lacking in good sense, the accused this cut in funds passes: cago), the Wurzburg Co. (Grand Rap-
quickly writes a letter of the nev- 1. Approximately 500 grants ids), Schusters (Milwaukee), the J. L.
er-said-it, out-of-context, or am- would be cut from the Fulbright Hudson Co. (Detroit), American Air-
nesia type. program. lines, Penn Mutual Life InsuranceeCo.,
Such letters always disturb me. 2. Agreements with 16 Latin- ichigan Bell Telephone Co., Peoples
Thus, having been made to appear American countries would be abro- Lasalle & Koch (Toledo) (Macy affil-
much the April fool in yesterday's gated, since the U.S. could not late). see the Daily Official Bulletin
Daily, I take great pleasure in ad- meet the provisions of the Buenos on April 13 for further details.
mitting that I was quoted per- Aires Convention which hold that PERSONNEL REQUESTS.
fectly. I dood it."every year each government shall Needham, Louis and Brorby, Inc.,
Many student legislators' fears ! award to each of two graduate Chicago, Ill., an advertising agency, will
now seem to have been induced students or teachers of each other have a number of positions in all de-
largely by pained consciences due cuntr a fellowship for the partments open for women June grad-
lagl ypie-country. uates. The agency will be glad to talk
to their lack of effort put forth ensuing scholastic year." with any interested graduates who will
in educating the campus on the 3. The foreign leader project be in the Chicago area during the
SL Constitution. In addition, the under the Finnish program would spring vacation.
fear was probably an expression have to be discontinued. The Latin American Division of the
of the pessimism which has per- 4. Foreign leaders and specialists Pan American World Airways System
vaded recent SL sessions, a pessi- programs would be eliminated in Ill, have a representatve in Chicago
mism leading to constant expec- 61 countries, including all of Latin prospective Flight Stewardesses. Inter-
tations of the worst. Most SL America, France, Italy, Spain, the views will be held at the Palmer House-
members seem to have noticed United Kingdom in Europe, the hotel by Miss Dorothy Stevenson, Chief
only those voting against the con- Far East, Sweden, Egypt, India, Stewardess.
stitution. Iran, Israel, Pakistan, and Turkey. The State YMCA is holding an orien-
All of which proves nothing ex- 5. The total program would be tation and recruiting conference for
cept "you can't count your boob- eliminated in 46 counties.d t en who might be interested in con-
ies until they're hatched," 6. All U.S. government aid to sidering YMCA work as a career on Sat.,
Passage of the constitution American - sponsored schools in April 24, at the Lansing, Michigan,
YMCA. Freshmen and sophomores as
shocked me. More shocks like this Latin America would be elimin- well as upper classmen are invited to
and there may be a student gov- ated.l attend.
ernment someday. There are other adverse conse- The Civil Aeronautics Administration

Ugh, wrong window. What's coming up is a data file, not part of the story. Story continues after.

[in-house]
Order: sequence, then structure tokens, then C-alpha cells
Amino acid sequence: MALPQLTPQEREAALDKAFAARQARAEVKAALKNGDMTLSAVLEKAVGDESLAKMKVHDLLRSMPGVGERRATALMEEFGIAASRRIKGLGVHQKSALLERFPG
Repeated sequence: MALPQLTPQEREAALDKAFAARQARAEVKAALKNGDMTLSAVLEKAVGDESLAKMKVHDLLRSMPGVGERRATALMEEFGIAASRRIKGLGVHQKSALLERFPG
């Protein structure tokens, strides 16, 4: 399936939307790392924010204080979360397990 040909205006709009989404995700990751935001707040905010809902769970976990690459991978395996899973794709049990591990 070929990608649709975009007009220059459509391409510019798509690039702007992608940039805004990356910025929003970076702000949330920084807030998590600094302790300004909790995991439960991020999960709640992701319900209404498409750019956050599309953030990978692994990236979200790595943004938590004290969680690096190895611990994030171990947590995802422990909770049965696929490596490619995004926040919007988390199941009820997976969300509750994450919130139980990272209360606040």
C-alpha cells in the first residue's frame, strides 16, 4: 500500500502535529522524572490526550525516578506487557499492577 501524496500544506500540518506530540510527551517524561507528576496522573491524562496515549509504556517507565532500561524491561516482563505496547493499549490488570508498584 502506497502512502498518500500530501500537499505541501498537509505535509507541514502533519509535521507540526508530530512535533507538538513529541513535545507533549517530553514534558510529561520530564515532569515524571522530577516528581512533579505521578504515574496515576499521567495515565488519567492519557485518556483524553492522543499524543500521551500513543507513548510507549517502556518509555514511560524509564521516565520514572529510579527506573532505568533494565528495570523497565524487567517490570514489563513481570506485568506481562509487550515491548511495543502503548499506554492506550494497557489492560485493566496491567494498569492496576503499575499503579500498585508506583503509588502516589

A thanks to the voters in whom !quences, too. of the Department of Commerce has a
we shall henceforth trust. The cut in funds seems to be continuous need for Aeronautical, Elec-
- Leah Marks th reutoageelecnm trical, Electronic, Mechanical, and Civil
the result of a general economy Engineers, GS-5, 7, 9, and 11. In addi-
drive plus a lack of understanding tion this office has a current need for
To. I e . . . of the great benefits derived from an Aircraft Structural Development En-
THEN WE set off H-bombs in the program at such a relatively gineer, an Aeronautical Power Plant
"the Pacific which dwarf even small cost. Engineer, and a Physicist.
Sarkes Tarzian, Inc., Bloomington,
the expectations of scientists, who Perhaps The Daily could under- Indiana, has a vacancy in Its Rectifier
Edited and managed by students of
the University of Michigan under the
authority of the Board in Control of
Harry Lunn...........Managing Editor
Eric VIetter................ City Editor
Virginia Voss.......Editorial Director
Mike Wolff.......Associate City Editor
"Alice B. Silver,. Assoc. Editorial Director
Diane Decker ........... Associate Editor
Helene Simon ..........Associate Editor
Ivan Kaye.-................Sports Editor
PaulGreenberg....Assoc. Sports Editor
tMarilyn Campbell...Women's Editor
Kathy Zeisler....Assoc. Women's Editor
Chuck Kelsey ......Chief Photographer
Thomas Treeger......Business Manager
William Kaufman Advertising Manager
Harlean Hankin....Assoc. Business Mgr.
William Seiden ......Finance Manager
Don Chisholm.. Circulation Manager
Telephone NO 23-24-1
_ }t,1 ~fa ti.
are by now well practiced in cal-t
culating destructive effects: whent
our Secretary of State pushes ac
policy of "instant retaliation" as
the way to peace; when "Com-!
munist aggression" comes to mean
take the sponsoring of a petitionj
to be signed by University Stu-'
dents and faculty, protesting this
slashing of Fulbright Funds, or,
perhaps the Student Legislaturet
might be interested in sponsorings
Division for a selenium rectifier engi-
neer. Recent or June graduates with
degrees in Electrical Engineering are
eligible to apply.
The PennsylvaniavElectric C., Johns-
twn, PaE, has several openings for
Mechanical Engineering and Electrical